Looking like a "stretched" version of the DSC-S75 (though notably not champagne coloured) there are lots of similarities, the mode dial and rear controls are identical, as is the lens and hand grip rubber, also making an appearance is the new jog-dial which looks as though it'll become a standard feature on Sony digital cameras from now onwards. Obviously far bigger than a typical compact digital camera it is smaller than some of the older floppy disc Mavica's and is about as small as you could expect a digital camera with a CD-R/RW transport.
The flash hot-shoe, without any connections is designed to take Sony's HVL-F1000 external flash which must be connected to the camera via a cable to the "ACC" connector on the side of the camera.
For my tastes my first gripe was with the hand grip, while sufficient on the smaller, lighter S75 the hand grip doesn't feel substantial enough on this larger, heavier camera (heavier by almost 200g; 7 oz). Otherwise the rest of the design is logical enough, without a viewfinder the top edge of the camera is now dotted with buttons and the large DISPLAY button which controls the sunlight LCD is perfectly located for your left thumb.
As with most Sony products the CD300 has a quality feel with no creaks or rattles, it solid and all the controls have a good responsive, satisfying feel.
The battery compartment on the CD300 is in the hand grip, the access door (another well built metal spring hinged component) is found in the base and contains one of Sony's truly impressive InfoLithium NP-FM50 batteries (the same as used in the S70/S75), this provides a huge 1200mAh at 7.2V (8.5Wh) which translates into nearly 2 hours of non-stop shooting (mixed use of the LCD). The battery charges in-camera, simply connect the provided charger/AC adapter to the camera's DC-IN connector and the small yellow charge light on the rear of the camera will glow while the battery is charging (it goes out once the battery is fully charged).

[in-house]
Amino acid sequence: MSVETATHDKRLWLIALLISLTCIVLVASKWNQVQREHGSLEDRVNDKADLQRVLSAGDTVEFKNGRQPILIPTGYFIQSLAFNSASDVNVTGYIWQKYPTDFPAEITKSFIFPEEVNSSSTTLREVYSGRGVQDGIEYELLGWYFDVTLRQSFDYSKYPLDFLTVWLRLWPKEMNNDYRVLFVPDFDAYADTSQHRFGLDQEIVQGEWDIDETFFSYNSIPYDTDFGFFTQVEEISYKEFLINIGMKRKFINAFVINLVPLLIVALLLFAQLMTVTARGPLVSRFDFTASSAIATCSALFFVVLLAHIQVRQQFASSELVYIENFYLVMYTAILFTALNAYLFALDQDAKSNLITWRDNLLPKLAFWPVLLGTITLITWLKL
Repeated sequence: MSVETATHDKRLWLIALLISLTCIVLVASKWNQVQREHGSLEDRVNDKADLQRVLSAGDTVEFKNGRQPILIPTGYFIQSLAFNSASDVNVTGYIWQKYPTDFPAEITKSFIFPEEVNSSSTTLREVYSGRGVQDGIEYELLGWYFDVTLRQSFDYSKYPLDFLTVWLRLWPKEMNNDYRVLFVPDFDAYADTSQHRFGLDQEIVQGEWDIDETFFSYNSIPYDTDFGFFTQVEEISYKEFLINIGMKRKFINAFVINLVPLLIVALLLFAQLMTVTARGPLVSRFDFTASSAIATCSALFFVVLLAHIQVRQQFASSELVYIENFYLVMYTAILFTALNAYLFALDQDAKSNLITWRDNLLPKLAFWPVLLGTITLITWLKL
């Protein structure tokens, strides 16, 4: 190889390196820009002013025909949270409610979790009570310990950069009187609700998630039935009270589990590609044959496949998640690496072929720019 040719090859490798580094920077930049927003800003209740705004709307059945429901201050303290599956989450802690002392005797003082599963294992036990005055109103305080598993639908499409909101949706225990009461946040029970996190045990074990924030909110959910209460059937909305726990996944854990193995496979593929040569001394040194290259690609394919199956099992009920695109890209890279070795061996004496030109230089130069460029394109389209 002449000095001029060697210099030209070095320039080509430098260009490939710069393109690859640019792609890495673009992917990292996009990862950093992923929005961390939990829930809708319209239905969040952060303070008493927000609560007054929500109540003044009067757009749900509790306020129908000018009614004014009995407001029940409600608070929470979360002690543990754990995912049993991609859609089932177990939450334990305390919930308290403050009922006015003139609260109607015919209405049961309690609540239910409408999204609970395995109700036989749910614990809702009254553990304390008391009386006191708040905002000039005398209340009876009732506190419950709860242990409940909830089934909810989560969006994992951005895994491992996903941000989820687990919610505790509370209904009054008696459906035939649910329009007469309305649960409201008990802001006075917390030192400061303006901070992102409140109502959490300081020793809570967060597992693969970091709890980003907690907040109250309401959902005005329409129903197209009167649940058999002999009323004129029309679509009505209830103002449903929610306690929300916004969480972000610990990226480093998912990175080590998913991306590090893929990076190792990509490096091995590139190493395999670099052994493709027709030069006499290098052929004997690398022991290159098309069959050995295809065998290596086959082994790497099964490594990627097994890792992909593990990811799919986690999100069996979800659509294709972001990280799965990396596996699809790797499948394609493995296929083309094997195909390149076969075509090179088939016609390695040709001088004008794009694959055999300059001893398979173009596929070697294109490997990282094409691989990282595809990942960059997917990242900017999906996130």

On the left side of the camera we find a solid plastic door with a rubber hinge (boo, hiss) and behind which lurk the mini-USB connector and AV output terminal, just above the door is the ACC connector for connection to a proprietary Sony accessory (such as the HV-FL1000 flash unit).
On the bottom right corner of the camera is the DC-IN connector for connection to the provided AC adapter / charger. Again Sony chose to use an all rubber door with a rubber hinge, not my favourite and not likely to last well.
The CD300's CD compartment is implemented in much the same way as on the CD1000 (the first CD-R digital camera), about three quarters of the back of the camera actually hinges open to reveal the CD mechanism, the sprung spindle grips the 8cm CD-R's. To change discs simply clip a in new one and close the door. Once more kudos to Sony for making this simple but implementing it in a high quality manner, the hinges themselves are strong and smooth and should provide years of trouble free use.
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